CA lemon law protects consumers against vehicles with nonconformities that are covered
under the warranty which substantially impair the use, value, or safety
of the vehicle. What is a nonconformity substantially impairing the value
of the vehicle?
1) A nonconformity may include a number of relatively minor defects whose
cumulative total adds up to a substantial impairment. This is the “Shaken
Faith” Doctrine first stated in the Zabriskie case. “For a
majority of people the purchase of a new car is a major investment, rationalized
by the peace of mind that flows from its dependability and safety. Once
their faith is shaken, the vehicle loses not only its real value in their
eyes, but becomes an instrument whose integrity is substantially impaired
and whose operation is fraught with apprehension.”
2) A substantial nonconformity may include a failure or refusal to repair
the goods under the warranty. In Durfee V. Rod Baxter Imports, the Minnesota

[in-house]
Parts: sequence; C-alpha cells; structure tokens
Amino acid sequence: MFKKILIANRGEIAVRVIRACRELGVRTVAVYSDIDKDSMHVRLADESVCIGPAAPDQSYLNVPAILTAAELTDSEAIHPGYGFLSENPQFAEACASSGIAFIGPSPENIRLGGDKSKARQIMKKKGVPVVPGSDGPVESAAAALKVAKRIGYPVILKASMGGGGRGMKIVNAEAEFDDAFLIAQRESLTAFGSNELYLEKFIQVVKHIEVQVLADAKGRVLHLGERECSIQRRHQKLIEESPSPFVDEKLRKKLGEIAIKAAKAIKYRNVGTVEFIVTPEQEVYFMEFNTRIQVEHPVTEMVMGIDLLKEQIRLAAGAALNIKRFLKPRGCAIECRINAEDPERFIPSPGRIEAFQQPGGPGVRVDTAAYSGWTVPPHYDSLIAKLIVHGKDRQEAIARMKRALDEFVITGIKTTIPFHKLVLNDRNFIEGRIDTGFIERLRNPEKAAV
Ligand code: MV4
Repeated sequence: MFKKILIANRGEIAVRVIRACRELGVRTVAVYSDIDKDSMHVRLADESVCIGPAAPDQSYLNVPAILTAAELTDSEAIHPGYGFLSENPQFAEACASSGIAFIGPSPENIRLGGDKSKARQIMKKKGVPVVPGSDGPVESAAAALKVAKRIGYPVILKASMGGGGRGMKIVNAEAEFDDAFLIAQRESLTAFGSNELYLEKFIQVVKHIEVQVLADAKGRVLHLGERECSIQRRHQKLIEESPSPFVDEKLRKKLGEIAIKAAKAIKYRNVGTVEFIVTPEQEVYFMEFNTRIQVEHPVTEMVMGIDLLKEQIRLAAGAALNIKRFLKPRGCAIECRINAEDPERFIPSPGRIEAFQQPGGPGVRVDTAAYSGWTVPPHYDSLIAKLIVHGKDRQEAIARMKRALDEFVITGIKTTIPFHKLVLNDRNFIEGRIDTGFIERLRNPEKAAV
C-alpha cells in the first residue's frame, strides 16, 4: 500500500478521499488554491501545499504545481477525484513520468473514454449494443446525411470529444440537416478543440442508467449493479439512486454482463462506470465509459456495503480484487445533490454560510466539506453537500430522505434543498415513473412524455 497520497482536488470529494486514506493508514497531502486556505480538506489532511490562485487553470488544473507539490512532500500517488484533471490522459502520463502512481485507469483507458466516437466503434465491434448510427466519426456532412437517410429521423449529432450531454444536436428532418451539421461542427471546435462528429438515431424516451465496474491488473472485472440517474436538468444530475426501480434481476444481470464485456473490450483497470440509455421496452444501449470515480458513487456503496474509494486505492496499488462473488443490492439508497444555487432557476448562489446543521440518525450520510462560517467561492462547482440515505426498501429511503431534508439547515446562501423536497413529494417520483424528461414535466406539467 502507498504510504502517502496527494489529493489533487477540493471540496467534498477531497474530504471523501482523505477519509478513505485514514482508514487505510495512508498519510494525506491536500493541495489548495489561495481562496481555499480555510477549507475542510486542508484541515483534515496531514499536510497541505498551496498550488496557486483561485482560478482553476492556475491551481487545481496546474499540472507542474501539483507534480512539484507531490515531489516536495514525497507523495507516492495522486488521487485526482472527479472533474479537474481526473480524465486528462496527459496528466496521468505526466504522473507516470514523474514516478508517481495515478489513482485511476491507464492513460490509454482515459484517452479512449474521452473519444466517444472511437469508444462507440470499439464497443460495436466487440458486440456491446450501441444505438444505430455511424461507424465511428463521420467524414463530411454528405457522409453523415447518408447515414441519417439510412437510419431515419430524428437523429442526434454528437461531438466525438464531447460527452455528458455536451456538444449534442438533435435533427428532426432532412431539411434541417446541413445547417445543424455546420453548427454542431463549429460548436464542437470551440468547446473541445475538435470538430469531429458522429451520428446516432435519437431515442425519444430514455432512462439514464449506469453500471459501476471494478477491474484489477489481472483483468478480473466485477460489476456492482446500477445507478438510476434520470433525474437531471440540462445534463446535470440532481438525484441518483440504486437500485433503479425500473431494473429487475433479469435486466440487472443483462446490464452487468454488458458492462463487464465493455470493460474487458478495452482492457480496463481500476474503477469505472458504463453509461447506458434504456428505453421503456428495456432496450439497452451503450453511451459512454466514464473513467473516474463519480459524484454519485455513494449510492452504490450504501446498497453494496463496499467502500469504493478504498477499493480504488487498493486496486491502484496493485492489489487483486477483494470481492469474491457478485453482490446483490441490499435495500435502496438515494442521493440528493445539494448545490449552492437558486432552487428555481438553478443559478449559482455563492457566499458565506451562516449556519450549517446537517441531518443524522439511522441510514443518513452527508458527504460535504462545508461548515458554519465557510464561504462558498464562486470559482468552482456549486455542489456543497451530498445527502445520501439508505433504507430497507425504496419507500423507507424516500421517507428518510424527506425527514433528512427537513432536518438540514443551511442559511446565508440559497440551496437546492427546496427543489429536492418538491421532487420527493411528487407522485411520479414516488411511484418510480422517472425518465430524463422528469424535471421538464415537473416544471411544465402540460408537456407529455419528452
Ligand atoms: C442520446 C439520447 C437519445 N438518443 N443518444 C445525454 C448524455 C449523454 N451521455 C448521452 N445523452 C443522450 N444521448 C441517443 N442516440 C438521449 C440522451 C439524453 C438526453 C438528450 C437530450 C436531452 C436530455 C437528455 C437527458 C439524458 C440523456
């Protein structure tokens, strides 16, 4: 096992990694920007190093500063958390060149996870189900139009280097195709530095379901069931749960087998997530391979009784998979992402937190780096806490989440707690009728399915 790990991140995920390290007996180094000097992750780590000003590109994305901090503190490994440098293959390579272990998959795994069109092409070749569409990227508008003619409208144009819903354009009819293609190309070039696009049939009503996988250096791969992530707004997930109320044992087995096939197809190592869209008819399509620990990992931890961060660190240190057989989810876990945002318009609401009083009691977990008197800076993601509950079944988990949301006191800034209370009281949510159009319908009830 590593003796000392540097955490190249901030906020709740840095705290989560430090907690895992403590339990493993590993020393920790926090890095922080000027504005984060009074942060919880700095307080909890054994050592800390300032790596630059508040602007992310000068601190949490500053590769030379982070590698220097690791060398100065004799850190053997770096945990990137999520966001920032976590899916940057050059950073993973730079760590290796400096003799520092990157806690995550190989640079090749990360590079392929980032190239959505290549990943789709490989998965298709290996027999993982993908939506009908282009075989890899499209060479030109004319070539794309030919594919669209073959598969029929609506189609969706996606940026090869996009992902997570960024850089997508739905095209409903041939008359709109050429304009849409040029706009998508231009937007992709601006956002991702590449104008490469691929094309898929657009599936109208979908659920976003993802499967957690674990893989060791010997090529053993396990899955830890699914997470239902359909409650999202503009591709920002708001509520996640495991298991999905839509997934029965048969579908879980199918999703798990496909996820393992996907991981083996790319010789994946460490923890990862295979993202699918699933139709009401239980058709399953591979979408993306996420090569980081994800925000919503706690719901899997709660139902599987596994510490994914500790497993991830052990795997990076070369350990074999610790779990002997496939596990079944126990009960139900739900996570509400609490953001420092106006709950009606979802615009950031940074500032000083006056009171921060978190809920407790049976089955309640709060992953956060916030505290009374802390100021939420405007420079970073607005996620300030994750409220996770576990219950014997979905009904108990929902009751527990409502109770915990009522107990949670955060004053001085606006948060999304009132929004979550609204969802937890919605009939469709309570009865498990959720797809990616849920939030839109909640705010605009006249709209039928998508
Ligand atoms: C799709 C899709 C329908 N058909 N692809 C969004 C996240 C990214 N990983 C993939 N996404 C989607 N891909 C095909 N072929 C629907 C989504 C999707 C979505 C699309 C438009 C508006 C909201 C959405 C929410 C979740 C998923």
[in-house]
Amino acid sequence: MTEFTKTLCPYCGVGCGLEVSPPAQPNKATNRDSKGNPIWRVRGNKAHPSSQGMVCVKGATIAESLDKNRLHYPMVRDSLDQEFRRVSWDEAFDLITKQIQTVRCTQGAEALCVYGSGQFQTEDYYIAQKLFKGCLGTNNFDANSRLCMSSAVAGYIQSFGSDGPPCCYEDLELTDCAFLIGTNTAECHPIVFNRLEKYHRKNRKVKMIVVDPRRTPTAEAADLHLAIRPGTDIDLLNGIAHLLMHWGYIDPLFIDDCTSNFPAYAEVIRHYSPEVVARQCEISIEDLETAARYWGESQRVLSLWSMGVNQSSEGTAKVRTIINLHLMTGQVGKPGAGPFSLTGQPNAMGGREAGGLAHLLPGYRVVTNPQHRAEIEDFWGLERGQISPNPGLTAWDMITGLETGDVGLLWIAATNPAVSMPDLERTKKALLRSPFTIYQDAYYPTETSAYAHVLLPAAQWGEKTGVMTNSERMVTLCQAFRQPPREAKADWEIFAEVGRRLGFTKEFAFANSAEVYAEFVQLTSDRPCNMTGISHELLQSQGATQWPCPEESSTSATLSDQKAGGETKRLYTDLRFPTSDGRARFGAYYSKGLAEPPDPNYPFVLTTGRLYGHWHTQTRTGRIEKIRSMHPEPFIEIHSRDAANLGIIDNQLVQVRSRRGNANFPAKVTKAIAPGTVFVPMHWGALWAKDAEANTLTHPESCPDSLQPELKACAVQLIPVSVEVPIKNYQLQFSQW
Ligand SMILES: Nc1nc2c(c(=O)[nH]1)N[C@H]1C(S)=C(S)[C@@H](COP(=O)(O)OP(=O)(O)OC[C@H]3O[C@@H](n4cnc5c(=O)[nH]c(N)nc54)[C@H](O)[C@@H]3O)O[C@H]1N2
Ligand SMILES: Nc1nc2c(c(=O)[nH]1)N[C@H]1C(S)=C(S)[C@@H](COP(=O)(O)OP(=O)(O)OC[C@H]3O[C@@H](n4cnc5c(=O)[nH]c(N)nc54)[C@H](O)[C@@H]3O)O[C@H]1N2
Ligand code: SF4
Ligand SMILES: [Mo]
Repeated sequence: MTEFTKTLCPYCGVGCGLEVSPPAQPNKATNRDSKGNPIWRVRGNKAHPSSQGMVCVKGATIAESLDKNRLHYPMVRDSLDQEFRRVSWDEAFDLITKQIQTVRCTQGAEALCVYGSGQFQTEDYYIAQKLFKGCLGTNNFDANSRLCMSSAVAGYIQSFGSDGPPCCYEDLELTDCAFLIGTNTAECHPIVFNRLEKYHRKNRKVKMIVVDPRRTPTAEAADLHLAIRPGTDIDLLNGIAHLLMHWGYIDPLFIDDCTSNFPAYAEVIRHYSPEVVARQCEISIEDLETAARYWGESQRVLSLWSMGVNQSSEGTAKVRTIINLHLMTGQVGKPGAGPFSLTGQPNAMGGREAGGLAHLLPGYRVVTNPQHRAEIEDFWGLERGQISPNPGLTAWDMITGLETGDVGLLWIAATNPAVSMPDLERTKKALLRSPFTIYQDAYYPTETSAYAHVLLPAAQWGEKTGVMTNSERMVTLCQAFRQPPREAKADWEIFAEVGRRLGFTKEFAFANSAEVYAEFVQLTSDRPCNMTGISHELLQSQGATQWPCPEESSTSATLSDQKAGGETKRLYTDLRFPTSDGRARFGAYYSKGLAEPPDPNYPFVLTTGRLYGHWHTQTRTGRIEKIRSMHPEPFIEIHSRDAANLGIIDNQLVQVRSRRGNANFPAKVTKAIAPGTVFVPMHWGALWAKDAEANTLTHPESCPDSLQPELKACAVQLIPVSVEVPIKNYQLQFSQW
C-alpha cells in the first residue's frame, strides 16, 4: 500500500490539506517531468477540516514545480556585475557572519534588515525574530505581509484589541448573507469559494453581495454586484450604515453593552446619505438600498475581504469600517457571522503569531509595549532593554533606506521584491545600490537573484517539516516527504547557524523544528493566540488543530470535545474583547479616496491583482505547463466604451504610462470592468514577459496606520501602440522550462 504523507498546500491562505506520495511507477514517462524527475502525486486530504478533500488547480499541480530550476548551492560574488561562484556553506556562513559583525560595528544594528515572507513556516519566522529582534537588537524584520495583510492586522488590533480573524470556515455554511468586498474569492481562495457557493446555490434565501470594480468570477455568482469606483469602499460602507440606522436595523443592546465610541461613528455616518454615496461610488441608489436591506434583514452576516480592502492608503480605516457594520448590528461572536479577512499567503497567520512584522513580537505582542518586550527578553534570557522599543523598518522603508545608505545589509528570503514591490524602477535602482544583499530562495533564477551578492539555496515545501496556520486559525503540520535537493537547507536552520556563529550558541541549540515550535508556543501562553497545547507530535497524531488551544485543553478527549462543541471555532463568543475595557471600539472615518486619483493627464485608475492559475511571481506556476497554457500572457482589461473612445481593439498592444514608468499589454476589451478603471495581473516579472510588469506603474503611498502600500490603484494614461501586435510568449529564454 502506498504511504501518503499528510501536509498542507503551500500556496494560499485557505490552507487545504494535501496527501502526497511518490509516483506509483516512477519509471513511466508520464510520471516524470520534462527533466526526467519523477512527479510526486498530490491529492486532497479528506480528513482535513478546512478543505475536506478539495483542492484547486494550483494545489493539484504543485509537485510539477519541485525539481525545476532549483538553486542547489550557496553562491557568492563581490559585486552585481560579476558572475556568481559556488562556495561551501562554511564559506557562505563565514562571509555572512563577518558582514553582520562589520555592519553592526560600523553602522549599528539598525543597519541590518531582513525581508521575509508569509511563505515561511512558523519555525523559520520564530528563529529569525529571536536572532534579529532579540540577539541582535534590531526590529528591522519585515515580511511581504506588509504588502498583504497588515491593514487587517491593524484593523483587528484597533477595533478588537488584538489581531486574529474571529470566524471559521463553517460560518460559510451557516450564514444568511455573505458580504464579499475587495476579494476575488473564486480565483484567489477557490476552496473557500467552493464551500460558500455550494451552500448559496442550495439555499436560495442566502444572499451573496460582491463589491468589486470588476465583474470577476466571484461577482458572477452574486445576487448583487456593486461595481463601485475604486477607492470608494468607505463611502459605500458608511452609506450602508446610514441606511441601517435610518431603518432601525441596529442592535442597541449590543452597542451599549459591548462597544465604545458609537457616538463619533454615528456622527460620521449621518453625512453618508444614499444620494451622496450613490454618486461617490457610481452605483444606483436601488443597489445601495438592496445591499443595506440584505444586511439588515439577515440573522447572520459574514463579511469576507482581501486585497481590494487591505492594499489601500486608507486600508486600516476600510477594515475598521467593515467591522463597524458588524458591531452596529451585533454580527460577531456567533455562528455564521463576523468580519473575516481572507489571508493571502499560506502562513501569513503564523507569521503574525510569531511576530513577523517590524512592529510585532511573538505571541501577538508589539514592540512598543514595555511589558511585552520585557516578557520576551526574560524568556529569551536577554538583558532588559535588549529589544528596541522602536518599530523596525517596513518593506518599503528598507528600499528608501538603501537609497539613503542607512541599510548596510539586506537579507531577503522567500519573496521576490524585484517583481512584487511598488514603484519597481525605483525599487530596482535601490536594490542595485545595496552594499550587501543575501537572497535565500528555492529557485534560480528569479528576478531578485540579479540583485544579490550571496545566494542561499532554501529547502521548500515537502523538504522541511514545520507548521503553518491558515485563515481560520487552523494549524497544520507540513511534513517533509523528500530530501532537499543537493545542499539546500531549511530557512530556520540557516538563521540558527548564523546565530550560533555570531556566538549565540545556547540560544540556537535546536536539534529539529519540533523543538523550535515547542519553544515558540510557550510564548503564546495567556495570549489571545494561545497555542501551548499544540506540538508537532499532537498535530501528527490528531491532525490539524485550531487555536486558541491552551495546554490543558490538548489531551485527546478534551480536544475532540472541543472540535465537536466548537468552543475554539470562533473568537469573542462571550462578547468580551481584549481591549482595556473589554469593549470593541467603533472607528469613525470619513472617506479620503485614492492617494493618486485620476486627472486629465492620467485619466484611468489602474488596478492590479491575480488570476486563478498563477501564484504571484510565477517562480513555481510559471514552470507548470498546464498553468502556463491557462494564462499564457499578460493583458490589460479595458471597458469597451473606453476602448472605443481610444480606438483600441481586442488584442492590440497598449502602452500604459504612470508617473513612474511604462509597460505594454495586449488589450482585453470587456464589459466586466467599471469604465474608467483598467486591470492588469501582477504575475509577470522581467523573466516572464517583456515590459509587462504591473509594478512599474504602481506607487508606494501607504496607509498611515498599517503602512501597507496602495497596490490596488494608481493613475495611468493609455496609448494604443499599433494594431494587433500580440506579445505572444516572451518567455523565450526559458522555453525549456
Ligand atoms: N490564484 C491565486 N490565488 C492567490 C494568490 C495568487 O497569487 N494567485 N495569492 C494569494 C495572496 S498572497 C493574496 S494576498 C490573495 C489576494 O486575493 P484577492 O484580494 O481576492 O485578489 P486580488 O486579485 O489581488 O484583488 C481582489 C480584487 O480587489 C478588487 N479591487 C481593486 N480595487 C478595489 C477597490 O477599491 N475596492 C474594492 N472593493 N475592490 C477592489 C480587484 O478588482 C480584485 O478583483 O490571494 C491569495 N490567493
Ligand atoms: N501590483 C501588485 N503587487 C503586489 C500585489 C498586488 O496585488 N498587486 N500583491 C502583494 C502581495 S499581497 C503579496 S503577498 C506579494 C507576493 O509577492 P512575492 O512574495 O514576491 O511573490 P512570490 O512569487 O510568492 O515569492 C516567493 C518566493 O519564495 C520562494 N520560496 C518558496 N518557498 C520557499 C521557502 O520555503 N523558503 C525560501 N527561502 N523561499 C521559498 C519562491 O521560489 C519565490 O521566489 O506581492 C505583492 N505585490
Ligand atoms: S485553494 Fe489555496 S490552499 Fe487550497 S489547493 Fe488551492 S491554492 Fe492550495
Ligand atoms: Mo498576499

Court held that the Saab owner that was plagued by a series of annoying
minor defects and stalling, which were never repaired after a number of
attempts, could revoke, “if repairs are not successfully undertaken
within a reasonable time”, the consumer may elect to revoke.
Substantial Non Conformity and Lemon Laws often define what may be considered
a substantial impairment. These definitions have been successfully used
to flesh out the substantial impairment in the UCC.
The “Shaken Faith” Doctrine:
In addition to the question of substantial impairment, the severity of
the defect can impact the question of how many repair attempts are reasonable.
If a defect indicates that the particular item is of poor quality overall,
or is so substantial that the dealer probably could not correct it to
the satisfaction of a reasonable buyer, then the buyer need not permit
further repair attempts.
Under the old Commercial Code, the seller is entitled to a reasonable opportunity
to cure the defect before a buyer can revoke acceptance. However, when
the buyer’s faith in the goods is so shaken that remedying the specific
part or problem would not satisfy a reasonable buyer, the buyer may revoke
acceptance, and get a refund without allowing any repair. Courts often
call this the shaken faith doctrine.
Where a consumer has reasonably lost confidence in the performance of a
vehicle, the shaken faith doctrine should allow the consumer to say, “Enough
is enough,” and demand a replacement or refund under the California
lemon law or other state lemon law without allowing any further repair